The 12 months ended June 30 werent kind to the worlds largest institutions, including pension funds and sovereign wealth funds. The California Public Employees Retirement System eked out a 0.61 percent return, while its Sacramento neighbor, the California State Teachers Retirement System (CalSTRS), gained just 1.4 percent. The major asset classes didnt return; they were flat to barely positive, CalSTRS chief investment officer Christopher Ailman tells Institutional Investor .
Other contributors to $193.4 billion CalSTRS meager returns, he says, include the winding down of the equities bull market after more than five years and the failure of Abenomics the stimulative economic policies of Japanese Prime Minister Shinzo Abe to deliver as promised. We didnt get any growth out of Europe, Ailman adds. Fixed income and private equity delivered little; the only healthy return was from real estate, which gained 13 percent.
An early investment in Danish utility Dong Energy paid off in a big way for Denmarks ATP, enabling it to stand out from its peers. Three years ago the pension fund invested 3.6 billion kroner ($540 million) for a 3.66 percent stake in then-private Dong, which has a fast-growing renewable energy business. The utilitys $3.0 billion initial public offering in June, Europes largest so far this year, generated a book profit of 4 billion kroner for ATP and helped the 800 billion kroner fund gain 12.2 percent for the 12 months ended June 30, the only double-digit return on our list. Fund executives also cite positive returns in bonds, private equity and real estate.
The range of returns among institutions owes something to the fact that they all have different goals, calculate with different currencies and have different risk profiles, says Roger Urwin, global head of investment content for advisory firm Willis Towers Watson in Reigate, U.K., and a consultant to global pension funds. Across endowments, foundations and private and public pensions, funds with assets of more than $1 billion had a median one-year return of 1.51 percent through June 30, according to the Wilshire Trust Universe Comparison Service (TUCS) in Santa Monica, California.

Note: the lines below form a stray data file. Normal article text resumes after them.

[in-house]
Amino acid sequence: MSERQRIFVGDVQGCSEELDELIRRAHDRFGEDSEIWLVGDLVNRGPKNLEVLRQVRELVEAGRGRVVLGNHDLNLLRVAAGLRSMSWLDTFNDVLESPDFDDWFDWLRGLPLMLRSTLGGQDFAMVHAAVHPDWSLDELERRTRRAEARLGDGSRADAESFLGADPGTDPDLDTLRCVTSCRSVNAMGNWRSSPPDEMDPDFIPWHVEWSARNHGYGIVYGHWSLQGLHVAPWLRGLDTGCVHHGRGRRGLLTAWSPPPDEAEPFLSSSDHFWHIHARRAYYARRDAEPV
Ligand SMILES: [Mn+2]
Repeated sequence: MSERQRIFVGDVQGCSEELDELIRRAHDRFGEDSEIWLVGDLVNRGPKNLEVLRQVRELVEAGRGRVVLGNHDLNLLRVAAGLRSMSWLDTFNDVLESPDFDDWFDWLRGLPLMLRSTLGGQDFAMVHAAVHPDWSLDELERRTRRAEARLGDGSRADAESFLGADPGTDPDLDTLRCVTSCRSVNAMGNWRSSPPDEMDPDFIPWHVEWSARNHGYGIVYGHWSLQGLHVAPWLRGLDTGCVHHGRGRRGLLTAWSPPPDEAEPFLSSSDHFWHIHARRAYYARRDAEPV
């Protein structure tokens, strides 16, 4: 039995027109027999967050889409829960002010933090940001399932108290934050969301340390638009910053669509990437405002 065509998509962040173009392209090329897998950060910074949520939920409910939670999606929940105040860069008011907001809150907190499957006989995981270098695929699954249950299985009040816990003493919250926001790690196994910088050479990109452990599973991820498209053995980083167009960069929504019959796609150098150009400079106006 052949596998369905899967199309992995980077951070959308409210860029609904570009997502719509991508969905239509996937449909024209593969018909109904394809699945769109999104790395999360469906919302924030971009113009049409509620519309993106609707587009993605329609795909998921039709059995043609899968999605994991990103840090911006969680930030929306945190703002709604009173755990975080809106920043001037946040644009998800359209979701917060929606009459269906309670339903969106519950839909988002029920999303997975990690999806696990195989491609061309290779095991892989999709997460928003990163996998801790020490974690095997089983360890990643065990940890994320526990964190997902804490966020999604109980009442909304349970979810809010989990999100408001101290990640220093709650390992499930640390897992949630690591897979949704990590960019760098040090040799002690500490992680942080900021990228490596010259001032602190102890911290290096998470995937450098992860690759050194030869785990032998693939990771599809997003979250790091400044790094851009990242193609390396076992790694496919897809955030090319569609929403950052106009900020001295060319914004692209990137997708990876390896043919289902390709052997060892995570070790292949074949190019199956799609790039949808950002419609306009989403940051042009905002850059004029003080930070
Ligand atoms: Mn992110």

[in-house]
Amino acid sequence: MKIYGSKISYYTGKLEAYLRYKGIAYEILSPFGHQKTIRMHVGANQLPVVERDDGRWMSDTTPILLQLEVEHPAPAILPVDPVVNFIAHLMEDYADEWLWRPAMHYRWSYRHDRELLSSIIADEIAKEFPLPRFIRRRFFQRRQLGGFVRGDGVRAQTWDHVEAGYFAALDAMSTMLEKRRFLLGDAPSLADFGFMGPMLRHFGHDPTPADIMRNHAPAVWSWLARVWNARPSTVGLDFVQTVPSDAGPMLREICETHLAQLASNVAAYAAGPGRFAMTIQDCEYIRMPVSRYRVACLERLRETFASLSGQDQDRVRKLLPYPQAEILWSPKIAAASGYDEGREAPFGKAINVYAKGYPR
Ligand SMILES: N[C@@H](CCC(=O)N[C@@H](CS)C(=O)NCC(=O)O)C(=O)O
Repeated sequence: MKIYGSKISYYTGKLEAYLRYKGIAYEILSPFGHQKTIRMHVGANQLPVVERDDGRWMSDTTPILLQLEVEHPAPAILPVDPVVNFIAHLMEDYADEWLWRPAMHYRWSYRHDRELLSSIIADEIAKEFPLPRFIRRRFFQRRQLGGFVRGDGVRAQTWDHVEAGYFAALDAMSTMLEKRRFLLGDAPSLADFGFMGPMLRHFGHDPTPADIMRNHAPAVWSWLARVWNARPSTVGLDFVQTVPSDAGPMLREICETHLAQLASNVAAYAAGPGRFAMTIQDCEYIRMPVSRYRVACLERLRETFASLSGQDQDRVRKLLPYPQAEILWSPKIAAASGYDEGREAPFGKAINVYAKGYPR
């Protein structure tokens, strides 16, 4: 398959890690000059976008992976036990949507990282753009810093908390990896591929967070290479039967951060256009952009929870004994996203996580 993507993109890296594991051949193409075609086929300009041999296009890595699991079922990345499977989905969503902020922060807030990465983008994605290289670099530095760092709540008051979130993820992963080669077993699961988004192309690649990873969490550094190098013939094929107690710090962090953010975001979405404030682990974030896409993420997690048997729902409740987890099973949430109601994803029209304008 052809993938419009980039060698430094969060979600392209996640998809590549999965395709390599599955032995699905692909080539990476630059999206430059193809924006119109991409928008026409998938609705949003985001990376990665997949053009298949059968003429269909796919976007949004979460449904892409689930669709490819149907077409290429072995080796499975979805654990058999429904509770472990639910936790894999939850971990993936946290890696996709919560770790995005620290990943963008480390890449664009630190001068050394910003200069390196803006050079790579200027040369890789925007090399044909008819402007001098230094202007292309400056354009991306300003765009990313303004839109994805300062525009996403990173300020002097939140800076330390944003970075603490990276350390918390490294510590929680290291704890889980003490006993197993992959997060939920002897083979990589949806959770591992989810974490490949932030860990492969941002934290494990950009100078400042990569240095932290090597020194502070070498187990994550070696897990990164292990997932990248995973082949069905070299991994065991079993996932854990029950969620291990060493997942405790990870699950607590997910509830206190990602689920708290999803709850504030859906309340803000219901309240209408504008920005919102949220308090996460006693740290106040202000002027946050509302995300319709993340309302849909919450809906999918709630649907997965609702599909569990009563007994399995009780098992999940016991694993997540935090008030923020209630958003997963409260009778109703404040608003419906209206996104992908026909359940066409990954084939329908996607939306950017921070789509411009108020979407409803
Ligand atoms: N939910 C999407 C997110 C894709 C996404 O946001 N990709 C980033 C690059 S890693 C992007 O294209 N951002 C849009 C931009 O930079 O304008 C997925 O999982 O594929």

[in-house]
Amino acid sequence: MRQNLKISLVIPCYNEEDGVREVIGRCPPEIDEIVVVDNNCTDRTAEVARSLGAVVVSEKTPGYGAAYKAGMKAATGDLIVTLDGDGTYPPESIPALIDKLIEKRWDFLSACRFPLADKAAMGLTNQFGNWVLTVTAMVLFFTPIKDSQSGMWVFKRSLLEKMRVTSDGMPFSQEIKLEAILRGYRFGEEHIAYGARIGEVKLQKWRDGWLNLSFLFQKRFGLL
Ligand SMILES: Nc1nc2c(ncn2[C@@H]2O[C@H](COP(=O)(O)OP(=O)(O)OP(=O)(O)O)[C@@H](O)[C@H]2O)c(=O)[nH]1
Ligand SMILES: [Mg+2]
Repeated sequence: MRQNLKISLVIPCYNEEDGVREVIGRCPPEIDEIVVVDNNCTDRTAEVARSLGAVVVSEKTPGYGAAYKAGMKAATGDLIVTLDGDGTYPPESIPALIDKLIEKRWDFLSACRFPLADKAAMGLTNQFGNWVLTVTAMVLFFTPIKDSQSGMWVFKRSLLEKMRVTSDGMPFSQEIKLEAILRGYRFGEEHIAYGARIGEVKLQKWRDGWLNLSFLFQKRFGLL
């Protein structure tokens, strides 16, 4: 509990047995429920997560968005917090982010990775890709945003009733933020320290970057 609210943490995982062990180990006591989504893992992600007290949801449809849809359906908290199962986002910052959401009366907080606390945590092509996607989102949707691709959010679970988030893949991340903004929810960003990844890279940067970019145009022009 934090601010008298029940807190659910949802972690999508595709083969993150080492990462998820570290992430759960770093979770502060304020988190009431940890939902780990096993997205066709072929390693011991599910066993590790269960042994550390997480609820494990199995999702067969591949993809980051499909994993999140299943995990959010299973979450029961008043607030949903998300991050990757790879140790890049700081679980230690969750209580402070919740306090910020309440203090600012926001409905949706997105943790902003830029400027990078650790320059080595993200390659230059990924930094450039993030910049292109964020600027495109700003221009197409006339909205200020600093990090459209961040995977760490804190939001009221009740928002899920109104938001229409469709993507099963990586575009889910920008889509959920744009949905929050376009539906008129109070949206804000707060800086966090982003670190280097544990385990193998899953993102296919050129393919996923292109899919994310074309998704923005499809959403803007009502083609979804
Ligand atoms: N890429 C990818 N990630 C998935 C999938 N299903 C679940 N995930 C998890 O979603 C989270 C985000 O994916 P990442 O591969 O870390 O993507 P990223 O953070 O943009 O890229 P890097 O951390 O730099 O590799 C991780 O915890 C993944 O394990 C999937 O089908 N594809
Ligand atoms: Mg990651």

Urwin points to unusually wide currency fluctuations from June 2015 to June 2016 as a major influence on returns. For example, a benchmark allocation of 60 percent to the MSCI All Country World Index and 40 percent to the Barclays Aggregate Bond Index denominated in U.S. dollars rose 0.7 percent during that period; in Japanese yen and British pounds, the same mix lost 9 percent and gained 11 percent, respectively.
Looking beyond currency swings, asset management had a tough year, particularly in hedge funds. The disconnect between equity prices and fundamentals driven by central banks suppression of interest rates was responsible, notes pension fund adviser Jay Love, partner and senior consultant in consulting firm Mercers Atlanta office.
U.S. corporate defined benefit pensions did better than other fund types thanks to their higher allocations to bonds. Wilshire TUCS estimates a median return of 2.64 percent for those with assets greater than $1 billion. (Because their fiscal year ends in March or December, they do not publish June numbers.)
The U.S. endowment world, which just started to announce returns as of June 30, had some of the weakest performance among prominent institutions. This poor showing was largely due to heavy investments in private equity and hedge funds, with almost nothing allocated to fixed income. Wilshire TUCS reports a median 1.11 percent return for endowment funds with more than $500 million in assets. Harvard Management Co., which runs the universitys $35.7 billion endowment, suffered an even bigger loss of 2.0 percent. The $25.5 billion Yale University endowment was once more a top performer in this group, pulling off a 3.4 percent gain.
Industry experts advise caution when reviewing the one-year performance of long-term investors. The data is spectacularly noisy, Willis Towers Watsons Urwin says. You have no hope of drawing inference.